The proposed implementation date is 1 June 2015.

The matters under subsection 52E (1) of the Therapeutic Goods Act 1989 considered relevant by the delegate included: a) the risks and benefits of the use of a substance; b) the purposes for which a substance is to be used and the extent of use of a substance; c) the toxicity of a substance; d) the dosage, formulation, labelling, packaging and presentation of a substance; e) the potential for abuse of a substance; f) any other matters that the Secretary considers necessary to protect the public health.

Reasons for the decision are:

  • Availability of OTC motion sickness products is appropriate however the risks of abuse or adverse events require restrictions on availability and pack size as OTC products.
  • A maximum pack size of 6 dosage units is proposed for cyclizine in S3, due to the potential for abuse (and the recommended short-term duration use of up to 1 table three times a day for 48 hours). A 6 tablet pack is more than sufficient for the agreed dose for cyclizine 50 mg tablets.
  • Inclusion of a pack size limit is consistent with requirements for pack size limits in the SUSMP for other OTC antihistamines for use for motion sickness, and in ARGOM for other OTC antihistamine products with abuse potential (S3 antihistamines indicated for use in insomnia). All these products are intended for short term use only.
  • There currently are no registered S3 cyclizine preparations.
  • The only cyclizine product on the ARTG is a S4 injection (for prevention of nausea & vomiting, post-operatively).
  • Potential for adverse effects as a result of accumulation of cyclizine on repeated dosing (due to long half-life).
  • Cyclizine in oral preparations is currently S3 (rather than S2, as for other antihistamines with antiemetic indications) due to its abuse potential.
  • No history of abuse is noted in Australia (no oral cyclizine products are registered), but there have been reports of abuse of OTC cyclizine products by opiate users in New Zealand (tablets are dissolved in water and injected, usually with methadone); also reports of abuse of cyclizine by methadone users in the UK.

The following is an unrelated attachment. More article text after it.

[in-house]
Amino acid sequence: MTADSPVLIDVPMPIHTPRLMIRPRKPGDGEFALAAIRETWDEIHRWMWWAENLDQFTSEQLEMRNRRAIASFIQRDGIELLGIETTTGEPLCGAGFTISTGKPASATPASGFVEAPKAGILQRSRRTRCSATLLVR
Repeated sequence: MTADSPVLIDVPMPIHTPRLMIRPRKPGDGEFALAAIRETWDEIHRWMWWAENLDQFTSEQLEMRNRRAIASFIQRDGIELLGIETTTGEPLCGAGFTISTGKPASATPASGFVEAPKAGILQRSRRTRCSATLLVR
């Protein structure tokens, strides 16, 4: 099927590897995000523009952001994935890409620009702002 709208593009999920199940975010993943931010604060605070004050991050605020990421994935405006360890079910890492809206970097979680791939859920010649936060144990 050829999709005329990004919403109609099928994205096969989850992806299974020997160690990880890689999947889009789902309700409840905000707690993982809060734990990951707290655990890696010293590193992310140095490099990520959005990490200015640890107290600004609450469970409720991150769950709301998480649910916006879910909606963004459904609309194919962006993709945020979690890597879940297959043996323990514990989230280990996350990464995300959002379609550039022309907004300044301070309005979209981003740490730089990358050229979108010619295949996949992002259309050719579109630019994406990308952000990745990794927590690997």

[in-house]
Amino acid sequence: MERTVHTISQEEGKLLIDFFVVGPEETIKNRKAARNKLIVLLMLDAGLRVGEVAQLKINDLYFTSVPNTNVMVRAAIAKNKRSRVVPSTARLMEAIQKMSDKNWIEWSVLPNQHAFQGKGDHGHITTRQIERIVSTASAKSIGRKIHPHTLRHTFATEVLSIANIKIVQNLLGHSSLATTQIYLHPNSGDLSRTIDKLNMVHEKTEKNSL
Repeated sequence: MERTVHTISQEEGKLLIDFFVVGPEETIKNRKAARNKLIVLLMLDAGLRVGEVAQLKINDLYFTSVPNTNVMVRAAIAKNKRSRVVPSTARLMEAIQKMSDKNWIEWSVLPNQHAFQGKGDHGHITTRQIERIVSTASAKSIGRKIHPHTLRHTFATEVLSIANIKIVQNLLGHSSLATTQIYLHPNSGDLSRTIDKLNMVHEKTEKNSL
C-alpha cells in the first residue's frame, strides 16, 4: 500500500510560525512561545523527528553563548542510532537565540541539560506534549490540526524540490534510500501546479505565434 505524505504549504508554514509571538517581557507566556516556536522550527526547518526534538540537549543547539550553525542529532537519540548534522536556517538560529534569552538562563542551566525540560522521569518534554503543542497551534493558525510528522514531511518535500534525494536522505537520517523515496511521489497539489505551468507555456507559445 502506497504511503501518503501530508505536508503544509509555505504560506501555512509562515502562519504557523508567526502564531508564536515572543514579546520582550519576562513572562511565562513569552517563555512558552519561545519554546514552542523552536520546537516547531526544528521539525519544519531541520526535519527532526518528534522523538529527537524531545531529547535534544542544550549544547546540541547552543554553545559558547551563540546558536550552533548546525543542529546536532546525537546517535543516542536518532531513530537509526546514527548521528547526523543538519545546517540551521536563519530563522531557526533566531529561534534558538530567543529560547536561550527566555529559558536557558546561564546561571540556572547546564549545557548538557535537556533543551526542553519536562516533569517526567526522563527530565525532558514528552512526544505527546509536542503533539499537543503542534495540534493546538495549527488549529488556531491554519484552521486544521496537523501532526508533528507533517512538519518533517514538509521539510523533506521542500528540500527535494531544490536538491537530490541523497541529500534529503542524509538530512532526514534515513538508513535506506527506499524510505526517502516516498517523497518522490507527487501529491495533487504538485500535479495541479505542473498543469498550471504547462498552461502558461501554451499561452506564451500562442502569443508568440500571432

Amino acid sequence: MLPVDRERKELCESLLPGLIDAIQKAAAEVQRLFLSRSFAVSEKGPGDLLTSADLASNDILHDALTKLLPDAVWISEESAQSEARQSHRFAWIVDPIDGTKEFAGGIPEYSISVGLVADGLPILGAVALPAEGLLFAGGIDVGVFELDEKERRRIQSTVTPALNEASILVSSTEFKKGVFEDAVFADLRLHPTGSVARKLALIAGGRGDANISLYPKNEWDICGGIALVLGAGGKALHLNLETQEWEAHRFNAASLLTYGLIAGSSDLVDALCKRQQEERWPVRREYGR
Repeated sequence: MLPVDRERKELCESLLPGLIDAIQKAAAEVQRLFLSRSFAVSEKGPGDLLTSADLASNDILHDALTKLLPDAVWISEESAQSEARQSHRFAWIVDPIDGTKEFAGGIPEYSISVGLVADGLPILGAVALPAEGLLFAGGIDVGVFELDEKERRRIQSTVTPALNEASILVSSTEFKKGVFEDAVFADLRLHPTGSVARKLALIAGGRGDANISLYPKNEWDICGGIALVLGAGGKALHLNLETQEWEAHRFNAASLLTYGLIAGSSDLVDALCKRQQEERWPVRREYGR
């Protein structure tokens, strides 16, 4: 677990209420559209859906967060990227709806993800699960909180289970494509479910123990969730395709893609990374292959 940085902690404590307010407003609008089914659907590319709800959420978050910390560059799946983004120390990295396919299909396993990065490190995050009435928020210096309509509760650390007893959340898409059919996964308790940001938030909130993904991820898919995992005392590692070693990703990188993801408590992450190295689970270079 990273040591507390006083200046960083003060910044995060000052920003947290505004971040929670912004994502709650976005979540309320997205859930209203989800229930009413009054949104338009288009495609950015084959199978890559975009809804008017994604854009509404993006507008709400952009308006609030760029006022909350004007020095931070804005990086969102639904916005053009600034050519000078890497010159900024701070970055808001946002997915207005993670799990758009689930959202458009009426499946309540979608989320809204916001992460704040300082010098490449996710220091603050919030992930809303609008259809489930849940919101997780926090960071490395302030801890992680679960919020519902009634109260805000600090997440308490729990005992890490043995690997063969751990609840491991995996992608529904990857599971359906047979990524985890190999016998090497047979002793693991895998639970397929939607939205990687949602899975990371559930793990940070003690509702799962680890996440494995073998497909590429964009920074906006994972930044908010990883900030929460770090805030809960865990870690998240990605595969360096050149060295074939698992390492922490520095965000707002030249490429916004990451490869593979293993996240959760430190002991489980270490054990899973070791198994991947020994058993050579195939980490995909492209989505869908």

• The S3 entry should specify divided dose cyclizine preparations (for oral use). This would result in oral liquids being rescheduled to S4 - this would not affect any current products, and TGA has not considered any cyclizine product for use in children under 12 years.
Delegate's considerations

The delegate considered the following in regards to this proposal:

  • Scheduling proposal;
  • Public submissions received;
  • ACMS advice;
  • Section 52E of the Therapeutic Goods Act 1989;
  • Scheduling factors9;
  • Other relevant information.
Public submissions on the interim decision

No public submissions were received.

Delegate's final decision

The delegate has confirmed that the reasons for the final decision are in keeping with those for the interim decision.

The implementation date of this decision will be 1 June 2015.

Scheduling entry
Schedule 3 - Amended entry

CYCLIZINE in divided preparations for oral use in primary packs containing 6 dosage units or less.

1.10 Pomalidomide

Scheduling proposal

The medicines scheduling delegate considered a proposal to list pomalidomide in Appendix D Item 4, Appendix L, Part 2; and Appendix F, Part 3.

Substance summary

Pomalidomide is a derivative of thalidomide that has immunomodulatory and antiangiogenic properties. It is used with dexamethasone or as monotherapy for the treatment of multiple myeloma in patients who have been treated with at least 2 other therapies including lenalidomide and bortezomib, and whose disease has progressed within 60 days of completing the last therapy. A usual oral dose of pomalidomide is 4 mg once daily taken on an empty stomach, for 21 days of a 28-day cycle.

Maximum serum concentrations of pomalidomide occur 2 to 3 hours after an oral dose. Plasma protein binding ranges from 12 to 44%. Pomalidomide is distributed into the semen. It is mainly metabolised in the liver by the cytochrome P450 isoenzymes CYP1A2 and CYP3A4, with CYP2C19 and CYP2D6 playing a minor role. Pomalidomide is excreted via the kidneys with a plasma half-life of about 9.5 hours in healthy adults and 7.5 hours in those with multiple myeloma. About 73% of a dose was eliminated in the urine and 15% in the faeces, mainly as metabolites with a small portion as unchanged drug.

Because of its potential teratogenicity, pomalidomide use is restricted in women of child-bearing potential and similar precautions to thalidomide are required.

Pomalidomide is associated with haematological toxicity, particularly neutropenia, anaemia, and thrombocytopenia. Full blood counts should be monitored weekly for the first 8 weeks of treatment and then monthly thereafter; dose adjustments may be required. Venous thromboembolism has occurred during pomalidomide treatment, and prophylactic measures should be considered in those at increased risk.